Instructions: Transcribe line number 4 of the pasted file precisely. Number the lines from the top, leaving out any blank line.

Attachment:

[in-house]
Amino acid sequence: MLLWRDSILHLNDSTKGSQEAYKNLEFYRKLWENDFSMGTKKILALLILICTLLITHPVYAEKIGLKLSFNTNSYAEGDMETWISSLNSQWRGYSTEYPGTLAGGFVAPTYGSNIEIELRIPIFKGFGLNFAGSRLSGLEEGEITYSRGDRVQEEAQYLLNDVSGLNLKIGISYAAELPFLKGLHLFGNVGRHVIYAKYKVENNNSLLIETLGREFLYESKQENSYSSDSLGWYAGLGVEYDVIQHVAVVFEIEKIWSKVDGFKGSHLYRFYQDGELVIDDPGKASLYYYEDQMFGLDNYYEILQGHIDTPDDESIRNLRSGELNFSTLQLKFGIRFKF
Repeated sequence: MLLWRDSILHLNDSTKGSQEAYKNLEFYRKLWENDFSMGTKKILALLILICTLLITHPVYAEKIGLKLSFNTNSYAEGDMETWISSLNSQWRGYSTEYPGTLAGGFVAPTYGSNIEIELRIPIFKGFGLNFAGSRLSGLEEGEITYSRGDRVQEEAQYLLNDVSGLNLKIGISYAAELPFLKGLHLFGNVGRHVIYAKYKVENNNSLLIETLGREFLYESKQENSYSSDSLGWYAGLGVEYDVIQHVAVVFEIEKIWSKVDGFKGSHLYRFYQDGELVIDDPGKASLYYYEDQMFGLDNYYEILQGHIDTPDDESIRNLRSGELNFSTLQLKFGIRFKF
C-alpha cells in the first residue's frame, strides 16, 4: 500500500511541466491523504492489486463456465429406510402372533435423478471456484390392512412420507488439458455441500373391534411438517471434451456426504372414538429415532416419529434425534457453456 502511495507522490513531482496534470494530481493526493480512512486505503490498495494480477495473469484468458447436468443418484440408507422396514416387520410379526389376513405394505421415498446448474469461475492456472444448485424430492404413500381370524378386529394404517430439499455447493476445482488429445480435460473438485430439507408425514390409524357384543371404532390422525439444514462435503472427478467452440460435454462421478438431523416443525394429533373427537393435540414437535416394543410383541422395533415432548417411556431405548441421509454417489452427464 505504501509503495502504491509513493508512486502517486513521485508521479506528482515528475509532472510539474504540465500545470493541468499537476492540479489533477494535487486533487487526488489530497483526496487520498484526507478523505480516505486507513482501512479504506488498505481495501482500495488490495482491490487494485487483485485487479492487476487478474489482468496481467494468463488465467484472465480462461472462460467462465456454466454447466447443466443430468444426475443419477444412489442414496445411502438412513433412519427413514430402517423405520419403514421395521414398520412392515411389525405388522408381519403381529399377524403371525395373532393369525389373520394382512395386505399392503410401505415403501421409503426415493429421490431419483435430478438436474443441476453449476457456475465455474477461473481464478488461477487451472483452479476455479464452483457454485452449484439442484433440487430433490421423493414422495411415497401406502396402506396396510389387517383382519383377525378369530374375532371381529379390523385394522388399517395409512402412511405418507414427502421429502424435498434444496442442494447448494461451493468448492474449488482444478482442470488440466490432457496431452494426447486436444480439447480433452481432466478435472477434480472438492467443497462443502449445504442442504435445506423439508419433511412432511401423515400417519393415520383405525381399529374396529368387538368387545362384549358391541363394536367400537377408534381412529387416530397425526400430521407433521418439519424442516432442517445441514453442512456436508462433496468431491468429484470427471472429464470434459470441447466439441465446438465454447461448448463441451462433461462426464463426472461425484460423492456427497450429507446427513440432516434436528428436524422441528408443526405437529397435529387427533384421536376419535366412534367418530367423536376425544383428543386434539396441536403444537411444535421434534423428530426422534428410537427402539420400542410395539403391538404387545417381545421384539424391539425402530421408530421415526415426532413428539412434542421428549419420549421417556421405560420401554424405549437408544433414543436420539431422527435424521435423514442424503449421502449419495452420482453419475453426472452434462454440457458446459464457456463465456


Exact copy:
C-alpha cells in the first residue's frame, strides 16, 4: 500500500511541466491523504492489486463456465429406510402372533435423478471456484390392512412420507488439458455441500373391534411438517471434451456426504372414538429415532416419529434425534457453456 502511495507522490513531482496534470494530481493526493480512512486505503490498495494480477495473469484468458447436468443418484440408507422396514416387520410379526389376513405394505421415498446448474469461475492456472444448485424430492404413500381370524378386529394404517430439499455447493476445482488429445480435460473438485430439507408425514390409524357384543371404532390422525439444514462435503472427478467452440460435454462421478438431523416443525394429533373427537393435540414437535416394543410383541422395533415432548417411556431405548441421509454417489452427464 505504501509503495502504491509513493508512486502517486513521485508521479506528482515528475509532472510539474504540465500545470493541468499537476492540479489533477494535487486533487487526488489530497483526496487520498484526507478523505480516505486507513482501512479504506488498505481495501482500495488490495482491490487494485487483485485487479492487476487478474489482468496481467494468463488465467484472465480462461472462460467462465456454466454447466447443466443430468444426475443419477444412489442414496445411502438412513433412519427413514430402517423405520419403514421395521414398520412392515411389525405388522408381519403381529399377524403371525395373532393369525389373520394382512395386505399392503410401505415403501421409503426415493429421490431419483435430478438436474443441476453449476457456475465455474477461473481464478488461477487451472483452479476455479464452483457454485452449484439442484433440487430433490421423493414422495411415497401406502396402506396396510389387517383382519383377525378369530374375532371381529379390523385394522388399517395409512402412511405418507414427502421429502424435498434444496442442494447448494461451493468448492474449488482444478482442470488440466490432457496431452494426447486436444480439447480433452481432466478435472477434480472438492467443497462443502449445504442442504435445506423439508419433511412432511401423515400417519393415520383405525381399529374396529368387538368387545362384549358391541363394536367400537377408534381412529387416530397425526400430521407433521418439519424442516432442517445441514453442512456436508462433496468431491468429484470427471472429464470434459470441447466439441465446438465454447461448448463441451462433461462426464463426472461425484460423492456427497450429507446427513440432516434436528428436524422441528408443526405437529397435529387427533384421536376419535366412534367418530367423536376425544383428543386434539396441536403444537411444535421434534423428530426422534428410537427402539420400542410395539403391538404387545417381545421384539424391539425402530421408530421415526415426532413428539412434542421428549419420549421417556421405560420401554424405549437408544433414543436420539431422527435424521435423514442424503449421502449419495452420482453419475453426472452434462454440457458446459464457456463465456